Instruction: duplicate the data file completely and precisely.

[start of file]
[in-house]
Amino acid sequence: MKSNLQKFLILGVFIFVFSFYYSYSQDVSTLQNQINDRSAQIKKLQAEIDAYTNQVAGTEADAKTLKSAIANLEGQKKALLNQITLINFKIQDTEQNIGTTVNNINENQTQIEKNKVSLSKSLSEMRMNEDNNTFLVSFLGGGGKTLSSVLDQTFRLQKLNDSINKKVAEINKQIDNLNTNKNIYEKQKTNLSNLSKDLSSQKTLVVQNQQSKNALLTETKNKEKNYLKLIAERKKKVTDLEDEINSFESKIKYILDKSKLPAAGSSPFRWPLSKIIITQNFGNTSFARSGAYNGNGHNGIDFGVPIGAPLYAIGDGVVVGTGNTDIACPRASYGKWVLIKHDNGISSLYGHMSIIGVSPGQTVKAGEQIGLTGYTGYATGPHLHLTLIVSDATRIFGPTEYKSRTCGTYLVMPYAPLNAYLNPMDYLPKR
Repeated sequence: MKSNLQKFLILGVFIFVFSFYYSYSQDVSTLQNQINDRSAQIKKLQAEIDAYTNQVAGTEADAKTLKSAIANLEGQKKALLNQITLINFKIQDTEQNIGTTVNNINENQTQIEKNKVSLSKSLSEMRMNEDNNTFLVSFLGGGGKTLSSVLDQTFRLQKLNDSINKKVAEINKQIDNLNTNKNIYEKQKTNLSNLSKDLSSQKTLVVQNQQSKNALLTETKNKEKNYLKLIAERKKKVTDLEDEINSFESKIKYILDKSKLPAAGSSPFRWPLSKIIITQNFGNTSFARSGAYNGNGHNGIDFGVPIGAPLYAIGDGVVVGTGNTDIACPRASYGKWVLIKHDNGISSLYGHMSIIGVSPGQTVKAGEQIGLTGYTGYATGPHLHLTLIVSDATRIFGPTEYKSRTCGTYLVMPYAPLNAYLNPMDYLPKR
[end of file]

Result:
[in-house]
Amino acid sequence: MKSNLQKFLILGVFIFVFSFYYSYSQDVSTLQNQINDRSAQIKKLQAEIDAYTNQVAGTEADAKTLKSAIANLEGQKKALLNQITLINFKIQDTEQNIGTTVNNINENQTQIEKNKVSLSKSLSEMRMNEDNNTFLVSFLGGGGKTLSSVLDQTFRLQKLNDSINKKVAEINKQIDNLNTNKNIYEKQKTNLSNLSKDLSSQKTLVVQNQQSKNALLTETKNKEKNYLKLIAERKKKVTDLEDEINSFESKIKYILDKSKLPAAGSSPFRWPLSKIIITQNFGNTSFARSGAYNGNGHNGIDFGVPIGAPLYAIGDGVVVGTGNTDIACPRASYGKWVLIKHDNGISSLYGHMSIIGVSPGQTVKAGEQIGLTGYTGYATGPHLHLTLIVSDATRIFGPTEYKSRTCGTYLVMPYAPLNAYLNPMDYLPKR
Repeated sequence: MKSNLQKFLILGVFIFVFSFYYSYSQDVSTLQNQINDRSAQIKKLQAEIDAYTNQVAGTEADAKTLKSAIANLEGQKKALLNQITLINFKIQDTEQNIGTTVNNINENQTQIEKNKVSLSKSLSEMRMNEDNNTFLVSFLGGGGKTLSSVLDQTFRLQKLNDSINKKVAEINKQIDNLNTNKNIYEKQKTNLSNLSKDLSSQKTLVVQNQQSKNALLTETKNKEKNYLKLIAERKKKVTDLEDEINSFESKIKYILDKSKLPAAGSSPFRWPLSKIIITQNFGNTSFARSGAYNGNGHNGIDFGVPIGAPLYAIGDGVVVGTGNTDIACPRASYGKWVLIKHDNGISSLYGHMSIIGVSPGQTVKAGEQIGLTGYTGYATGPHLHLTLIVSDATRIFGPTEYKSRTCGTYLVMPYAPLNAYLNPMDYLPKR